Tokuso Hamai

Lost lives never come back

7. Encounter and “Rebooting Memories”

In 2016, In This Corner of the World, written by Fumiyo Kono, was adapted into a film by director, Sunao Katabuchi.  Prior to this, in 2014, the director came to Kure, which is the main setting of the film, and also visited Hiroshima, to do research on the townscape of the city prior to the atomic bombing, in order to accurately recreate the houses and other structures from that time.  Nakajima-honmachi was set as the town where the main character, Suzu, meets her future husband, Shusaku, so he was looking for documents showing the outer appearance of houses and stores from back then.  He also came to my house to see my photos from that time, and since the photos were in black and white, I explained about the colors.  I spent the whole day explaining the various pictures and talking about my family, but our house appeared in the film for only four seconds.  He later made a model of our house.  I was very pleased to see our old home, which had turned into rubble in an instant on August 6, 1945 and which I could only see in photographs, recreated as it was, while I still remembered it.  The model is currently stored at the Hiroshima Peace Memorial Museum.

In 2015, I built a grave for the Hamai Family.  When I told Director Katabuchi, “I still can’t believe that my parents have died, even though I built this grave,” he had tears in his eyes.

In 2017, I was being interviewed by a local TV station at Peace Memorial Park.  At that time, members of “The 10,000 High School Students Signature Campaign” from Hiroshima Jogakuin High School were collecting signatures for the abolition of nuclear weapons.  One of the first-year students there, Anju Niwata, approached me.  She asked me to speak about my A-bomb experience at her high school.  Miss Niwata was also a member of Jogakuin’s “Hiroshima Archive” executive committee.  The “Hiroshima Archive” is a project launched in 2011 by Professor Hidenori Watanabe at the University of Tokyo.  It is a “digital archive” of hibakusha testimonies, photographs, maps, etc., which have been digitized and made available on a digital globe that can be viewed from around the world.  Jogakuin had many testimonies from A-bomb survivors that were previously recorded, and this was a project where Professor Watanabe’s technical skills and Jogakuin’s accumulated A-bomb testimonies matched well.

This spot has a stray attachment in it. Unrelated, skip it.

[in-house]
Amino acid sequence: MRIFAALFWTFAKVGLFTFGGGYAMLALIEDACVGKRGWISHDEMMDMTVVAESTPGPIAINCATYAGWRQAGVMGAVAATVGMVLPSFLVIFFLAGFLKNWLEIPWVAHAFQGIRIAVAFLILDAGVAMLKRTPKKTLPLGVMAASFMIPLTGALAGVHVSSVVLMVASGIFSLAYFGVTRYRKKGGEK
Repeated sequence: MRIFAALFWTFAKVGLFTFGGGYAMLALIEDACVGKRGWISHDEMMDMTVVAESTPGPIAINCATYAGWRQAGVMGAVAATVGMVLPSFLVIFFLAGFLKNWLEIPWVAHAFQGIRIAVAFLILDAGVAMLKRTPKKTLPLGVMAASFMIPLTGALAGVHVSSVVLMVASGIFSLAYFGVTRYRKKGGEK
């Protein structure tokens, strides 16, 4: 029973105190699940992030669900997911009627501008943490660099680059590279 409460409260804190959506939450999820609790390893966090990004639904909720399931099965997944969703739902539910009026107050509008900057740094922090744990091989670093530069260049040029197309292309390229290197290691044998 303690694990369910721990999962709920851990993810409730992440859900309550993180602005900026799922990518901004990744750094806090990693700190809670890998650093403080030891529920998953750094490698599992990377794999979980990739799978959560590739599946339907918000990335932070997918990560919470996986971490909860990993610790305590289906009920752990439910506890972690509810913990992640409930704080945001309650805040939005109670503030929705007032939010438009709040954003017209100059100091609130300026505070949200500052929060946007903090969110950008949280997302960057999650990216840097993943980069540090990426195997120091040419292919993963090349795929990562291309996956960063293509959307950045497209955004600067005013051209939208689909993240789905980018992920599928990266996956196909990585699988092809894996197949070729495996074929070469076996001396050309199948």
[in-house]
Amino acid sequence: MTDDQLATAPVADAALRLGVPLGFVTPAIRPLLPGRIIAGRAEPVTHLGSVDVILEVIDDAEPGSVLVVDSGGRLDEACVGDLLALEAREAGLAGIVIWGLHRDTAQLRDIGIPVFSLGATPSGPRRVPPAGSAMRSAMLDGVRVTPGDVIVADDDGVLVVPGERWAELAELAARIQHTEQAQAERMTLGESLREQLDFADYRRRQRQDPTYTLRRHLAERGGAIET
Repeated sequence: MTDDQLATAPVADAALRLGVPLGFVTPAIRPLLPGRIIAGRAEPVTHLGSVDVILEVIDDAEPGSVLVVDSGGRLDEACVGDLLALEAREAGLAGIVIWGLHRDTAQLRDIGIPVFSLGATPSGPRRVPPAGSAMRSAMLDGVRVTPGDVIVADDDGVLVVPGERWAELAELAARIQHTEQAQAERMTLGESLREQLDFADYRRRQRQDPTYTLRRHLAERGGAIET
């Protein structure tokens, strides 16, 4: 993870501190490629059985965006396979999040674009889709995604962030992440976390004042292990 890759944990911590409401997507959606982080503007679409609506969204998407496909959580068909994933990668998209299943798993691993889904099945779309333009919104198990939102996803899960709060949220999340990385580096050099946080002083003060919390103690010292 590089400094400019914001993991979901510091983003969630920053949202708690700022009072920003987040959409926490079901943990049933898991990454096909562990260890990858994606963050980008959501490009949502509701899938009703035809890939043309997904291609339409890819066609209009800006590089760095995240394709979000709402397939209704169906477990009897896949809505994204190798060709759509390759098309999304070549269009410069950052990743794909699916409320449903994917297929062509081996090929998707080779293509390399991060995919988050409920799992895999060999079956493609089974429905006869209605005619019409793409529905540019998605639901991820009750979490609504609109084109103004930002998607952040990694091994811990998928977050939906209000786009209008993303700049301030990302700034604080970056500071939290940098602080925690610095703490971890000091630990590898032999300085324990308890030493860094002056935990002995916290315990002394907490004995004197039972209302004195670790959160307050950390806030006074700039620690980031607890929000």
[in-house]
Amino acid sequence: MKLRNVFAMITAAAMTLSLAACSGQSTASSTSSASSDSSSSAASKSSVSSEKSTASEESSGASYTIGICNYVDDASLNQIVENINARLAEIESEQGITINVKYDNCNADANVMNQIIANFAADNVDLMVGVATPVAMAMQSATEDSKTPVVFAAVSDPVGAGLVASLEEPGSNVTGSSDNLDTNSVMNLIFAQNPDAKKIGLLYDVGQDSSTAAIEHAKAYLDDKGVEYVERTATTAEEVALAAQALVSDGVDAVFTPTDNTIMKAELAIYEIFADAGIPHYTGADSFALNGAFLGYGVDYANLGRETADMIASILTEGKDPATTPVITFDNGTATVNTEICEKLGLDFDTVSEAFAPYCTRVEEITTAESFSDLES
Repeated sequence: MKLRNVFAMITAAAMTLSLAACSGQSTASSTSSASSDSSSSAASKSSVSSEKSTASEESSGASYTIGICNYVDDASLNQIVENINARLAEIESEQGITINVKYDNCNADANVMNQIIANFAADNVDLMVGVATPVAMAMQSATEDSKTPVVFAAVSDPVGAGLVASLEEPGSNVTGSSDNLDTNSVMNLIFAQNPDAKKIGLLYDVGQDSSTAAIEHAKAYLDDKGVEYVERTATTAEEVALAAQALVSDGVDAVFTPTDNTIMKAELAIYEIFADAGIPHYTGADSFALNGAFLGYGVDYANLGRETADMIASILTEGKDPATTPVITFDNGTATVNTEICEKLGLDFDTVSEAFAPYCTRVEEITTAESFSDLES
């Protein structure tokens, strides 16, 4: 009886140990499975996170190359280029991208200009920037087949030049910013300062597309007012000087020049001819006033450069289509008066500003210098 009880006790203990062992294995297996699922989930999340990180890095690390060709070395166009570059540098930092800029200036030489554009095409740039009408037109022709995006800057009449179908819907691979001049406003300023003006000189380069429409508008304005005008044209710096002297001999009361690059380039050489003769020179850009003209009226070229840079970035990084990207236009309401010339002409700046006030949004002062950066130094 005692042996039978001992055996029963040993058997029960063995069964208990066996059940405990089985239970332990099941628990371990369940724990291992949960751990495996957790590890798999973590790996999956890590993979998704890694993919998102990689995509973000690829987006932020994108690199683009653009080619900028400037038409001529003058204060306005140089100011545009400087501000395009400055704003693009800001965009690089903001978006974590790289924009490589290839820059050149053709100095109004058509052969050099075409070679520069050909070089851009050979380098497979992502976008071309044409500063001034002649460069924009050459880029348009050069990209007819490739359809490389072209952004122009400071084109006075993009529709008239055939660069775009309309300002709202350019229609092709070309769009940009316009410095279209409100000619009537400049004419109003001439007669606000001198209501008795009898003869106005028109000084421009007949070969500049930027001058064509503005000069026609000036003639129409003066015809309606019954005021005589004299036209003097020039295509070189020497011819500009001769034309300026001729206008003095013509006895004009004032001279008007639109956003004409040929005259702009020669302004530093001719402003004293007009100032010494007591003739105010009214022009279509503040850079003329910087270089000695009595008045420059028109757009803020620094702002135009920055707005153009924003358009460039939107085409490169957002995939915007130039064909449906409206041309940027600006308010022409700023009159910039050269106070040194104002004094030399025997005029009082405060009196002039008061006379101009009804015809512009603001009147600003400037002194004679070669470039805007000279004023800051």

Later, I went to Jogakuin High School with my photo album and gave a talk.  After hearing my story and seeing the photos, Miss Niwata later thought that she wanted to colorize the photos and give them to me as a gift.  The technology to colorize black and white photos using AI was developed by Professor Hiroshi Ishikawa and his team at Waseda University in 2016 and had been released on the Web as open source.  When I saw the photos Miss Niwata gave me, I felt as if my family had come back to life.  And memories that I had completely forgotten began to come back one after another.  Professor Watanabe and Miss Niwata have used this technology to create and publish an app called “Rebooting Memories.”